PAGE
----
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Restoration of Light Sheet Multi-View Data


Figure 4 : Fusion of multiview LSFM images. ( A) Shown is a series of eight images acquired with a Zeiss Z1 Light Sheet microscope at 45° intervals. These different views of a fl uorescent Drosophila brain can be loaded, deconvolved, and fused with the Huygens Light Sheet Fusion and Deconvolution Wizard resulting in a restored image (bottom right). (B) Maximum intensity projections (MIPs) of two single raw views (0 and 180 degrees) show high and low expression of NRE-GFP (Notch signaling) in areas in opposite parts of the sample. Arrowheads mark regions of degradation, which are restored by fusing multiple views of the sample. The right MIP shows the fused result of all eight raw views corresponding to the green channel in (A).


likelihood algorithm to account for both blurring and noise [ 6 , 7 ]. The basic idea of iterative image restoration (deconvo- lution) is to determine an estimate of the true object that, after convolution with the PSF, produces a synthetic image that closely matches the measured image. This estimate is computed taking into account the Poisson character of the noise and the optical model of the microscope. The most likely estimate is found in an iterative fashion: starting from


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a reasonable first estimate, it is adjusted each iteration, improving its likelihood until the gain drops below a preset threshold [ 6 ]. For eff ective deconvolution, the PSF must be numerically modeled or experimentally measured. An experi- mental PSF can be measured directly by imaging a point source such as a sub-resolution bead. In practice somewhat larger, brighter beads are used, and the PSF is determined by a process similar to deconvolution while exploiting the knowledge of the size of the beads, an approach also applied in the Huygens PSF Distiller. Although an experimental PSF potentially yields the “true” PSF of the given microscope setup, the measuring process can be cumbersome, and some distortions are not easily captured. For instance, aberrations that are induced by a mismatch between the refractive indices of the sample and the objective media lead to changes in the PSF as a function of the location of the image focus within the sample ( Figure 1B ). In such a case, numerical calculation of a spatially varying PSF using an accurate model that includes the aberration process may lead to improved deconvolution results [ 8 ]. Deconvolution of LSFM data proceeds, in broad lines, in the same way as other fluorescence imaging techniques such as widefield, confocal, or STED microscopy; however, it requires subtle but important adjustments to the image formation process as reflected in the PSF. The Huygens software allows the use of an experimental PSF, but it is also equipped with sophisticated optical models to calculate the PSF according to the specific type of LSFM used. The image parameters required are usually read from the image metadata and can also be adjusted, if needed ( Figure 2B ). Two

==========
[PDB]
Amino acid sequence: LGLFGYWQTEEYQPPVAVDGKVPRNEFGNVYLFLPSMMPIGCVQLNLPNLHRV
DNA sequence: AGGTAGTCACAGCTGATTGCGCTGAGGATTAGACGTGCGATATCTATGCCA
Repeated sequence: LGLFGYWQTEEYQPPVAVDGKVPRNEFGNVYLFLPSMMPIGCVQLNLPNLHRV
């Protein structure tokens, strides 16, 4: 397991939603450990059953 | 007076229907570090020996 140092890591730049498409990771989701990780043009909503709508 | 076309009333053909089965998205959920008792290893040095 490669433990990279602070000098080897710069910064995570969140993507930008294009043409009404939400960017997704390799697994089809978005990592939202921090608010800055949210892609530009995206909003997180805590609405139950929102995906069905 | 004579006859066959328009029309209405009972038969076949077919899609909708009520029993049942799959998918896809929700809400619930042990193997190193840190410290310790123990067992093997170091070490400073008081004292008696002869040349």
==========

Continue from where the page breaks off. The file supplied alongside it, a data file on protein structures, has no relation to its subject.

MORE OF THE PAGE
essentially different categories of LSFM are currently in use: either a cylindrical lens used to form a thin light sheet directly, or alternatively a beam of light is scanned through the sample to form a light sheet, illuminating the sample line by line. The Huygens software is able to model both approaches and can numerically calculate various light-sheet shapes: simple Gaussian light sheets generated by low-NA cylindrical lenses, more complicated diffraction patterns


www.microscopy-today.com • 2018 September


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